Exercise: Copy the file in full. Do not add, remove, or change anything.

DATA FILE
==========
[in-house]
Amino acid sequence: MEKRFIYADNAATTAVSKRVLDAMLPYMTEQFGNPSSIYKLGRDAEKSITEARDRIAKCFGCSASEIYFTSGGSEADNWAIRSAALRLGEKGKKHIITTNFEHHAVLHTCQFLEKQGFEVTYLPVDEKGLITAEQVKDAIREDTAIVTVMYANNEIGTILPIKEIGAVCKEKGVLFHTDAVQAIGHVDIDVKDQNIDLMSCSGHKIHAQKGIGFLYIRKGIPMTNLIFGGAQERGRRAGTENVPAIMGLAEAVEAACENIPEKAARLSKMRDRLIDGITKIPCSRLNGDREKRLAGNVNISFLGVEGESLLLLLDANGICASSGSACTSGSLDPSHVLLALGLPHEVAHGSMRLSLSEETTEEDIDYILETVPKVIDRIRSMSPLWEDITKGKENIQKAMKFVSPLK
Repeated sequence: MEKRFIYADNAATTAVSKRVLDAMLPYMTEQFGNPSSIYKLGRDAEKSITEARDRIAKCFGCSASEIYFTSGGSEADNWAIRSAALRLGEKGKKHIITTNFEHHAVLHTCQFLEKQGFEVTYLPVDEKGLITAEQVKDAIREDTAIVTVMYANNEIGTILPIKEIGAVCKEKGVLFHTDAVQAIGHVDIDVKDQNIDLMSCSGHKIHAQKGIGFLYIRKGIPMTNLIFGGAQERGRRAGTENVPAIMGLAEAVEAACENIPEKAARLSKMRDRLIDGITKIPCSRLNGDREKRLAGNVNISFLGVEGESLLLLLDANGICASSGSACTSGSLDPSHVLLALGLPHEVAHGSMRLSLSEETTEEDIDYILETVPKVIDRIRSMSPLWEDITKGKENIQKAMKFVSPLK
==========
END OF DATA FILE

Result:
[in-house]
Amino acid sequence: MEKRFIYADNAATTAVSKRVLDAMLPYMTEQFGNPSSIYKLGRDAEKSITEARDRIAKCFGCSASEIYFTSGGSEADNWAIRSAALRLGEKGKKHIITTNFEHHAVLHTCQFLEKQGFEVTYLPVDEKGLITAEQVKDAIREDTAIVTVMYANNEIGTILPIKEIGAVCKEKGVLFHTDAVQAIGHVDIDVKDQNIDLMSCSGHKIHAQKGIGFLYIRKGIPMTNLIFGGAQERGRRAGTENVPAIMGLAEAVEAACENIPEKAARLSKMRDRLIDGITKIPCSRLNGDREKRLAGNVNISFLGVEGESLLLLLDANGICASSGSACTSGSLDPSHVLLALGLPHEVAHGSMRLSLSEETTEEDIDYILETVPKVIDRIRSMSPLWEDITKGKENIQKAMKFVSPLK
Repeated sequence: MEKRFIYADNAATTAVSKRVLDAMLPYMTEQFGNPSSIYKLGRDAEKSITEARDRIAKCFGCSASEIYFTSGGSEADNWAIRSAALRLGEKGKKHIITTNFEHHAVLHTCQFLEKQGFEVTYLPVDEKGLITAEQVKDAIREDTAIVTVMYANNEIGTILPIKEIGAVCKEKGVLFHTDAVQAIGHVDIDVKDQNIDLMSCSGHKIHAQKGIGFLYIRKGIPMTNLIFGGAQERGRRAGTENVPAIMGLAEAVEAACENIPEKAARLSKMRDRLIDGITKIPCSRLNGDREKRLAGNVNISFLGVEGESLLLLLDANGICASSGSACTSGSLDPSHVLLALGLPHEVAHGSMRLSLSEETTEEDIDYILETVPKVIDRIRSMSPLWEDITKGKENIQKAMKFVSPLK